Do You Need a Macro Lens for Wedding Photography?

An engagement ring in flowers.

It's all in the details. To be fair, it's always been in the details, but lately those details have grown in the weirdest ways.  When it comes to wedding photography we've seen a considerable shift in recent years towards focusing on every little detail that went into the wedding itself.  Think about it, do you remember seeing 30+ photos of shoes, center pieces, place settings, custom napkins, and dresses hanging from windows at your parents' wedding?  Probably not.  Yet here we are, and it's more than just something nice to have, it's become almost just as important as photos of the family.

To that end I was talking to another wedding photographer this week who was asking about my macro lens.  A macro lens, for those who aren't aware, is a lens capable of incredibly close photos which makes it particularly valuable for people who want to take REALLY close up photos (Think of any close-up photos of insects you've ever seen - probably a macro lens).  I have a Nikkor 105mm F/2.8 VR macro lens, and he told me that he didn't see any value in the lens because he already has a 70-200 F/2.8 VR II, which can be set to 105mm F/2.8.  It's true, he's got a point. I also have a 70-200 F/2.8 VR II, and it IS a way more versatile lens; it also offers even more vibration reduction than the macro does, but the reasons I picked it up were completely overlooked by him.  Here are the main two reasons I specifically needed a macro lens for my wedding photography.

1.  Small Rooms (a.k.a. Minimum focus distance)

Have you ever taken photos of a bride getting ready on her wedding day?  Usually it happens in a hotel room or bedroom surrounded by the mother of the bride, bridesmaids, makeup artist(s), all the bags/purses/dresses/accessories etc. that go with getting ready, and invariably a half-dozen sets of shoes strewn across the floor in what can only effectively be described as a, "wedding photographer's obstacle course."  If the room wasn't small to begin with it certainly feels that way by the time the photographer and his assistant arrive and have to constantly move to get shots.

The problem with using the 70-200 in this scenario is that the minimum distance is 1.4 metres.  That means you need to be almost 5 feet away from whatever you're taking a photo of, and you need those 5 feet to be clear of other people.  Sometimes that's incredibly hard to do.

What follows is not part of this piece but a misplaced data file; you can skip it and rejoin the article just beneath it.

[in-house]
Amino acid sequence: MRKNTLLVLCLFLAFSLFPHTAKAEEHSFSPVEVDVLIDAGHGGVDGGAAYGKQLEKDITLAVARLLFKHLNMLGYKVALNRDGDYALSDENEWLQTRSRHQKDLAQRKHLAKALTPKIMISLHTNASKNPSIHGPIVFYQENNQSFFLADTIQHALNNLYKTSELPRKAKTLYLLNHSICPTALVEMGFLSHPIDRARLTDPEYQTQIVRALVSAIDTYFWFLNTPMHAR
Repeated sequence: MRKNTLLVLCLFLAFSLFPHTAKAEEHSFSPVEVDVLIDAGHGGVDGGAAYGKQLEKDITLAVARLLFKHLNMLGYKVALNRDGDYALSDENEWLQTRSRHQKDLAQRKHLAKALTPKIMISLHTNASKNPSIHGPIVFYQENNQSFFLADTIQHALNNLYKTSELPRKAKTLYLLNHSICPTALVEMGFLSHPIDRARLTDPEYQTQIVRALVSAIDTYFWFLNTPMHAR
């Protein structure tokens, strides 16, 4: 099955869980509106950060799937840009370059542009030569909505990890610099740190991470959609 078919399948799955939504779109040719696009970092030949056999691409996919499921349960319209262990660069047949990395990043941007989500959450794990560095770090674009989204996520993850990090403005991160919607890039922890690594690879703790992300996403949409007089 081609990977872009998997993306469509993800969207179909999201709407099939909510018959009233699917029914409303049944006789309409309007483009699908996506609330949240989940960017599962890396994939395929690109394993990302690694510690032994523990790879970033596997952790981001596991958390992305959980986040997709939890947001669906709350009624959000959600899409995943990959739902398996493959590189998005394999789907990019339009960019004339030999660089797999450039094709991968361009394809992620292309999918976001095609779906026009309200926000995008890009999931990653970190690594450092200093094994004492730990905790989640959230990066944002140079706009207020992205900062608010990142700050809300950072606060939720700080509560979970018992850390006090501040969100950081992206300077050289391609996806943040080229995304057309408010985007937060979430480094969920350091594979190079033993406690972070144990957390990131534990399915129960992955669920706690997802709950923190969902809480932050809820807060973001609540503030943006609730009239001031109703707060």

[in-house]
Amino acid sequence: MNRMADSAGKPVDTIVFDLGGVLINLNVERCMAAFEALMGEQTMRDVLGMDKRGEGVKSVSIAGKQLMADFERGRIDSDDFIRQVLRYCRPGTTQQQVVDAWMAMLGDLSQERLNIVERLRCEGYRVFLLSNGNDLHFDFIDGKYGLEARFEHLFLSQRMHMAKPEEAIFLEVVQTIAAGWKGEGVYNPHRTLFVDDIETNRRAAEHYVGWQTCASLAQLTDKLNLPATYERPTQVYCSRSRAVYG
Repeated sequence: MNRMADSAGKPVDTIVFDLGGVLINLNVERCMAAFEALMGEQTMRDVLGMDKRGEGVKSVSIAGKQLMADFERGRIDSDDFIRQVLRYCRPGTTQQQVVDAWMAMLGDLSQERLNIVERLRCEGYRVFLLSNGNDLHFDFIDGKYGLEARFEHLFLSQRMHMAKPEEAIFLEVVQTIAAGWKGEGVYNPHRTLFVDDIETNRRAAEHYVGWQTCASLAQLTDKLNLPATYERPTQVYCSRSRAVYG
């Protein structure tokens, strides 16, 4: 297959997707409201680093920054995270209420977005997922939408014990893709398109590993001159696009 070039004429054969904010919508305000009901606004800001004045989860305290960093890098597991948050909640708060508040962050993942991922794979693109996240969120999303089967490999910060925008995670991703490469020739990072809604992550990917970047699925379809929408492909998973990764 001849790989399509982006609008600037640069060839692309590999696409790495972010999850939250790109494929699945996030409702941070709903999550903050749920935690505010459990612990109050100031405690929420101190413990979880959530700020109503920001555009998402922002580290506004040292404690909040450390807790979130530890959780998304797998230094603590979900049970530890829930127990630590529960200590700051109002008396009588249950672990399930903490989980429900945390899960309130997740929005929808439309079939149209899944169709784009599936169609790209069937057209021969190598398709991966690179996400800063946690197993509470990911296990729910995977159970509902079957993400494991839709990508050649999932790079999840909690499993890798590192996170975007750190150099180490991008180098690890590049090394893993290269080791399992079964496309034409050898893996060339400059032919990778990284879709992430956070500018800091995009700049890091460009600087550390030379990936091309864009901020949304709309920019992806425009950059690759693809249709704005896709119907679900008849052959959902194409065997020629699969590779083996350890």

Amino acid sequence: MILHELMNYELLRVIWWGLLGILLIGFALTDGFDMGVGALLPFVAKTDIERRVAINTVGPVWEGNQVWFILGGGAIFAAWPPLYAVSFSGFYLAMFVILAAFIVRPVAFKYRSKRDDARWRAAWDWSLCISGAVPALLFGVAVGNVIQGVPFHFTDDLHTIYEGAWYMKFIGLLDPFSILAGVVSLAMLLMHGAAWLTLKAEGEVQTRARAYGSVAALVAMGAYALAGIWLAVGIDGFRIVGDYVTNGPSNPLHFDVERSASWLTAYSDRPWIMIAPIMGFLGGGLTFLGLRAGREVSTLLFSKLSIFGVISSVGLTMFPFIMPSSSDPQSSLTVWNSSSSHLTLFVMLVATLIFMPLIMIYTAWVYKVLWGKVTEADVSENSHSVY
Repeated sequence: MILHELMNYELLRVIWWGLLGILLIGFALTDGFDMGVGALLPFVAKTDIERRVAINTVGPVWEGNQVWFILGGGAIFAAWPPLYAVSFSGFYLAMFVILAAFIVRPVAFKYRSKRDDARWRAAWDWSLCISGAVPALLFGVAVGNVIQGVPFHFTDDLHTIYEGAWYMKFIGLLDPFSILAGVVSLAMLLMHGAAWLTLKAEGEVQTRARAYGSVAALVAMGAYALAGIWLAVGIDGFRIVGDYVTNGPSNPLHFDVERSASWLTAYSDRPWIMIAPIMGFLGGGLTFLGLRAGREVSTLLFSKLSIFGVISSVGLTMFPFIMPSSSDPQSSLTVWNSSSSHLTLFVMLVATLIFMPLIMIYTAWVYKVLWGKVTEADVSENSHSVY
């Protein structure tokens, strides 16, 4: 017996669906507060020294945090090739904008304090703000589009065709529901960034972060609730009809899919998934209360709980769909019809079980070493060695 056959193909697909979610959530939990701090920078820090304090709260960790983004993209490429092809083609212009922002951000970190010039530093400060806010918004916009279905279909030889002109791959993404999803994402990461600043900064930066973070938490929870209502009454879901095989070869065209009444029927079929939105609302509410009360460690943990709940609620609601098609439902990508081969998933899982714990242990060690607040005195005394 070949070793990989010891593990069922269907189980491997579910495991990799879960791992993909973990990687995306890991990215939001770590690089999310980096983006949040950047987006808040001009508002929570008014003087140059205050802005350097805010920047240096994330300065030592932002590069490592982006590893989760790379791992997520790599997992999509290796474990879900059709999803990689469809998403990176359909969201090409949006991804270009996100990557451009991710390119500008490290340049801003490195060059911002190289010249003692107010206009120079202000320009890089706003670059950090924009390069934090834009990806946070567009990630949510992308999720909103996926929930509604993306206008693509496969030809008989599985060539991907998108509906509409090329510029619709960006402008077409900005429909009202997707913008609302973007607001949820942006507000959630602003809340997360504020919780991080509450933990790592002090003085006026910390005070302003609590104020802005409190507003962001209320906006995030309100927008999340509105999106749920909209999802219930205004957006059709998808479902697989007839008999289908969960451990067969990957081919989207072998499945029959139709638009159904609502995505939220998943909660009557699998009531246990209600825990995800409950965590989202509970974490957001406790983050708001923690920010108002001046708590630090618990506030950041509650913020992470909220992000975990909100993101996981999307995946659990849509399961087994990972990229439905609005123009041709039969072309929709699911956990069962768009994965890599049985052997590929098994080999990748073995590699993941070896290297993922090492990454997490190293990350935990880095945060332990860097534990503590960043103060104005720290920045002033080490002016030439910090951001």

With the 105mm macro the minimum focus distance is 1 foot.  That's it.  It's a WORLD of difference if you're packed like sardines, and as a photojournalist I need to be enabled by my equipment, not have it throw more challenges into a pressured situation.

2. Cropping (Cutting out the extras)

This one directly ties into the last one.  The less you have to cut out of the original photo, the higher the quality the final photo will be. Take a look at the original images taken with both lenses.  Forgive me, but for the purposes of this example I had to go with what was immediately available, so I've tossed my wife's engagement ring into a set of decorative flowers we have in our kitchen.  It's not ideal, but you get the point.

Here is an un-cropped photo of the ring in some flowers taken at minimum focus distance (as close as possible) with the 70-200 zoomed to 105mm:

 

Nikon D810 w/ 70-200 F/2.8 VR II shot at: 1/400s, F/2.8, ISO 64

 

As seen there, you can barely make the ring out at the 105mm focal length.  You may argue the versatility of being able to move up to 200mm with this lens, but realistically if you research the Nikon 70-200mm you'll learn a couple things, namely that up-close it really only goes to 130mm, and that it's sharpness at F/2.8 beyond the 150mm point significantly decreases.


Here again is an un-cropped photo the ring taken from the 105mm macro:

 

Nikon D810 w/ 105mm F/2.8 VR shot at: 1/400s, F/2.8, ISO 64

 

It's mind-boggling how much closer you can get!  You can actually see the ring easily without having to hunt for it!  Not to mention that they're both the same size images, so if I want to zoom into the macro shot there's still SO much more data before it starts to show any pixelation/noise (Let's be honest, I shot at ISO 64 - there's no noise there).


Look take a look at how much is cut out of the original 70-200 in order to get a similar shot, the section in the red square is the 105's shot overlaid over the 70-200's shot:

 
 

What does this mean?  It means that if you want to get the same shot with a 70-200mm lens then everything outside of the red square has to be cut off when you're editing the shot later.  That's a MASSIVE amount of data lost, and if you're shooting in low light conditions (like so many weddings are) and your ISO is high or your sensor is small, that may render the image absolutely unusable.


Bottom line: Yes, of course you can absolutely shoot a wedding without using a macro lens.  You could get absolutely phenomenal coverage of a wedding without a lot of things.  But if you're professionally shooting modern weddings then you're professionally shooting the details, and why wouldn't you want to get the best tools to ensure that your job is done right?  It's entirely dependent on your style, experience, budget, and the requirements of your clients, but to me it is an absolute must-have for what I do and how I do it.

 
Signature block.
 

-Wes